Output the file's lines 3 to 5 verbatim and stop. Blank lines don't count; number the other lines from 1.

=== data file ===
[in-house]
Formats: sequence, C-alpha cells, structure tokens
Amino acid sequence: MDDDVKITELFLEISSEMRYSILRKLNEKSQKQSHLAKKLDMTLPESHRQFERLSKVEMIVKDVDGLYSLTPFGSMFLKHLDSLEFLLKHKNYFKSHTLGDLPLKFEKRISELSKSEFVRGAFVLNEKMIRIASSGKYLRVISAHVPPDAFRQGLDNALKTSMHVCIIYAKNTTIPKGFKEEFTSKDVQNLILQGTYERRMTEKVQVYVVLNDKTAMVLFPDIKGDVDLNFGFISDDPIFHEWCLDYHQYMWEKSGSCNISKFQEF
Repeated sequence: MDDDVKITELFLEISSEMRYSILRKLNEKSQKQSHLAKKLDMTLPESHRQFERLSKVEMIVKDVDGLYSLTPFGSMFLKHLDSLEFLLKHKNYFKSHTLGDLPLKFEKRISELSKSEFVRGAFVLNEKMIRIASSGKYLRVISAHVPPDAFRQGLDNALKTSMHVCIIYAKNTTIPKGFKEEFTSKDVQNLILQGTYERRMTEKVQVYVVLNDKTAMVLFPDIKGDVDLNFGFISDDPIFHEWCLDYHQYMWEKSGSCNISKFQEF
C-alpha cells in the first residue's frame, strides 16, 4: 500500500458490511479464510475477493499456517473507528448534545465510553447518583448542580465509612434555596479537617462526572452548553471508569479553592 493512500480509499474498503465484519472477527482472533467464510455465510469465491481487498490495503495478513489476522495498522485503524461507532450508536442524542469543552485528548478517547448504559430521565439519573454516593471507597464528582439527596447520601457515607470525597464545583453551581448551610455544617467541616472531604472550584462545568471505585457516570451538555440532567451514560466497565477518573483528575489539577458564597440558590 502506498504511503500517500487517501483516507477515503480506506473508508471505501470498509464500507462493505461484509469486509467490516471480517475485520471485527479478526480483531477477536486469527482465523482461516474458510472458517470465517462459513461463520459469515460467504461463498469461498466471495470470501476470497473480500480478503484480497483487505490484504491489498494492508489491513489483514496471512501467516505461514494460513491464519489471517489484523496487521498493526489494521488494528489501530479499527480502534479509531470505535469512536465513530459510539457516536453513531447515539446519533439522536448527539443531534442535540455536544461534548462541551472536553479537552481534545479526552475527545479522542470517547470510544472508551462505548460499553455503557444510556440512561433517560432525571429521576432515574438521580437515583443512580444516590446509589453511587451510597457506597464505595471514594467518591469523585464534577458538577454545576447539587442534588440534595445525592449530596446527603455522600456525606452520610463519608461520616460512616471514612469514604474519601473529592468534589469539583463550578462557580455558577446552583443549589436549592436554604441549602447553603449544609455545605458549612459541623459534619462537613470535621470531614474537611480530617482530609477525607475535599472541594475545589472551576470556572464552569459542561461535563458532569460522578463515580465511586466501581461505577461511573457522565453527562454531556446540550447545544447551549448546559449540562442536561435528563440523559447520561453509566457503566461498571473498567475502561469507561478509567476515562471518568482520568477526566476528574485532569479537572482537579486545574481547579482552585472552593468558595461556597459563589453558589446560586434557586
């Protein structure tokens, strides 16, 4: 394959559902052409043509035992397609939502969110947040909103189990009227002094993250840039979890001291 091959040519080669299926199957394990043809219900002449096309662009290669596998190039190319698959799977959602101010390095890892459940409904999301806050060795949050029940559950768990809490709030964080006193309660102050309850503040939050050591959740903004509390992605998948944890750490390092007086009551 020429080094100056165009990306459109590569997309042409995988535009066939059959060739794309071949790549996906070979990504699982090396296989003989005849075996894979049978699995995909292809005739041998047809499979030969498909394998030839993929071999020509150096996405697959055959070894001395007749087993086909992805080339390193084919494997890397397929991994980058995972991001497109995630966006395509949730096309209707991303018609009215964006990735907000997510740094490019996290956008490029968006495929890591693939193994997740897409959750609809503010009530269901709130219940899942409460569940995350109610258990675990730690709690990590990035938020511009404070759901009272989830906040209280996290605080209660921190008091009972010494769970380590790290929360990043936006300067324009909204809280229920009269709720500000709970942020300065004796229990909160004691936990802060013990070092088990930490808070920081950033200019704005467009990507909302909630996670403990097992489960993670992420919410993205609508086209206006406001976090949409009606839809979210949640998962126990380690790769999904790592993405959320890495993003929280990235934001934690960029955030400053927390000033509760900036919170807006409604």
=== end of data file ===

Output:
Amino acid sequence: MDDDVKITELFLEISSEMRYSILRKLNEKSQKQSHLAKKLDMTLPESHRQFERLSKVEMIVKDVDGLYSLTPFGSMFLKHLDSLEFLLKHKNYFKSHTLGDLPLKFEKRISELSKSEFVRGAFVLNEKMIRIASSGKYLRVISAHVPPDAFRQGLDNALKTSMHVCIIYAKNTTIPKGFKEEFTSKDVQNLILQGTYERRMTEKVQVYVVLNDKTAMVLFPDIKGDVDLNFGFISDDPIFHEWCLDYHQYMWEKSGSCNISKFQEF
Repeated sequence: MDDDVKITELFLEISSEMRYSILRKLNEKSQKQSHLAKKLDMTLPESHRQFERLSKVEMIVKDVDGLYSLTPFGSMFLKHLDSLEFLLKHKNYFKSHTLGDLPLKFEKRISELSKSEFVRGAFVLNEKMIRIASSGKYLRVISAHVPPDAFRQGLDNALKTSMHVCIIYAKNTTIPKGFKEEFTSKDVQNLILQGTYERRMTEKVQVYVVLNDKTAMVLFPDIKGDVDLNFGFISDDPIFHEWCLDYHQYMWEKSGSCNISKFQEF
C-alpha cells in the first residue's frame, strides 16, 4: 500500500458490511479464510475477493499456517473507528448534545465510553447518583448542580465509612434555596479537617462526572452548553471508569479553592 493512500480509499474498503465484519472477527482472533467464510455465510469465491481487498490495503495478513489476522495498522485503524461507532450508536442524542469543552485528548478517547448504559430521565439519573454516593471507597464528582439527596447520601457515607470525597464545583453551581448551610455544617467541616472531604472550584462545568471505585457516570451538555440532567451514560466497565477518573483528575489539577458564597440558590 502506498504511503500517500487517501483516507477515503480506506473508508471505501470498509464500507462493505461484509469486509467490516471480517475485520471485527479478526480483531477477536486469527482465523482461516474458510472458517470465517462459513461463520459469515460467504461463498469461498466471495470470501476470497473480500480478503484480497483487505490484504491489498494492508489491513489483514496471512501467516505461514494460513491464519489471517489484523496487521498493526489494521488494528489501530479499527480502534479509531470505535469512536465513530459510539457516536453513531447515539446519533439522536448527539443531534442535540455536544461534548462541551472536553479537552481534545479526552475527545479522542470517547470510544472508551462505548460499553455503557444510556440512561433517560432525571429521576432515574438521580437515583443512580444516590446509589453511587451510597457506597464505595471514594467518591469523585464534577458538577454545576447539587442534588440534595445525592449530596446527603455522600456525606452520610463519608461520616460512616471514612469514604474519601473529592468534589469539583463550578462557580455558577446552583443549589436549592436554604441549602447553603449544609455545605458549612459541623459534619462537613470535621470531614474537611480530617482530609477525607475535599472541594475545589472551576470556572464552569459542561461535563458532569460522578463515580465511586466501581461505577461511573457522565453527562454531556446540550447545544447551549448546559449540562442536561435528563440523559447520561453509566457503566461498571473498567475502561469507561478509567476515562471518568482520568477526566476528574485532569479537572482537579486545574481547579482552585472552593468558595461556597459563589453558589446560586434557586